With a band name like The Losers you could of course foresee a quick failure, despite the fact that their single “Since You’re Gone” was released as part of CNR Records’ very popular “Beat from Holland” series, which also featured Cuby & The Blizzards. Led by vocalist Jack Dens, this record found its way to buyers quickly, even in Belgium, Germany, France, Denmark and Singapore. Jack, later known as Jack Jersey, had this to say in an article in a Roosendaal newspaper in 1966: “It’s still a long way to go. It’s very hard to get to the top, especially now that there are so many beat bands trying to gain a position in the hit parade.” We’ve selected “Give Me Time,” the a-side from the Losers’ second and last single, for this Brabant compilation. A real beat killer that normally is very hard to find. The other band members were Henk Voorheijen (drums), Will Massius (bass), Emile Schwartz (guit) and Louck Bastiaans (guit).
The Counsellers were from Eindhoven. The four members were Ruud van Soolingen (bass), L. Rademakers (voc), Andre Sommers (guit) and Hans van Neelen (drums), all of whom look very neat with tightly combed hair and dull ties on the picture sleeve of their 1966 release on Omega (both sides of which were written by Soolingen and Rademakers). But as soon as the record is on the turntable the music splashes out of the grooves, and fortified with a whining and howling harp the band reminds us of the famed English R&B combo The Pretty Things.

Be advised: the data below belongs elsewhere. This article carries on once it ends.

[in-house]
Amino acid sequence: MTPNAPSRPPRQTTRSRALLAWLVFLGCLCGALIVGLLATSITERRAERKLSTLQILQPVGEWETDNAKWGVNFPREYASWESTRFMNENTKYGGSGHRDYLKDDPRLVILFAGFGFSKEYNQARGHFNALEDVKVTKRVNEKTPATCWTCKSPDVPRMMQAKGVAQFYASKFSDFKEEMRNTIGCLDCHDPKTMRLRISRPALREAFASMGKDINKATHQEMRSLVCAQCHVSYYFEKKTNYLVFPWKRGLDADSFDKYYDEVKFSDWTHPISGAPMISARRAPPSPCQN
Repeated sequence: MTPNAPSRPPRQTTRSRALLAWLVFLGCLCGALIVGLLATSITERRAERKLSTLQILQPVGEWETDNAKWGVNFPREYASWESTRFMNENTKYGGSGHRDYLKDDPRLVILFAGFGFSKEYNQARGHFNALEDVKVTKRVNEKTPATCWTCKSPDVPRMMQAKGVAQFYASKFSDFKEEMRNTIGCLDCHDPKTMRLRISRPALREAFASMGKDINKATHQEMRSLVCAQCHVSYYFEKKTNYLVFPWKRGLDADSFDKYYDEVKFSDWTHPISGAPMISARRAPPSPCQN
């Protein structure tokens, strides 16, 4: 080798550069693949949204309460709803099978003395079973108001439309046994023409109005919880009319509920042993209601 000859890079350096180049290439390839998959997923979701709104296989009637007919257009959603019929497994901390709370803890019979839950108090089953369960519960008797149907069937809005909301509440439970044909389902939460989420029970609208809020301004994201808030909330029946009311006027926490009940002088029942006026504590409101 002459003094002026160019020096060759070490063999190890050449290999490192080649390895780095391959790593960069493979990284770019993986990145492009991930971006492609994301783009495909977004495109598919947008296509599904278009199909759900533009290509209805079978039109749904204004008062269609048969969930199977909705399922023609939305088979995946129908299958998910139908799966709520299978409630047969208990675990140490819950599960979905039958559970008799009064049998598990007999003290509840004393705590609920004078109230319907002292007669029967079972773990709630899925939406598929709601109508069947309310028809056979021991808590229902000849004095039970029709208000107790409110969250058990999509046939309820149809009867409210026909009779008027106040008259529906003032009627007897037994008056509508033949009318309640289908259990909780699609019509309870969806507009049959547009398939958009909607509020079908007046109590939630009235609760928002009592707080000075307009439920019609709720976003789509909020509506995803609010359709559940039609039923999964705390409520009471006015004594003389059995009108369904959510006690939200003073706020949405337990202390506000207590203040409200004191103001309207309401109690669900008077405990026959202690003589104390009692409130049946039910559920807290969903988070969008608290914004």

The same goes for the Comets, also from Eindhoven, who under the direction of vocalist Kees van der Linden covered two big hits of the time, “My Generation” (The Who) and “Big Boss Man”. Telstar released the Comets’ record in 1966. Apart from Kees the band consisted of Ad v.d Linden (guit), Willem Jansen (bass), Jacques Verdonck (drums) and Puck van Tuyl (guit). After the Comets disbanded the latter three went on to Dirty. Another nice detail is that before Jacques Verdonck played drums with the Comets a certain Arie Ribbens (“Polonaise Hollandaise”) played with them for some time….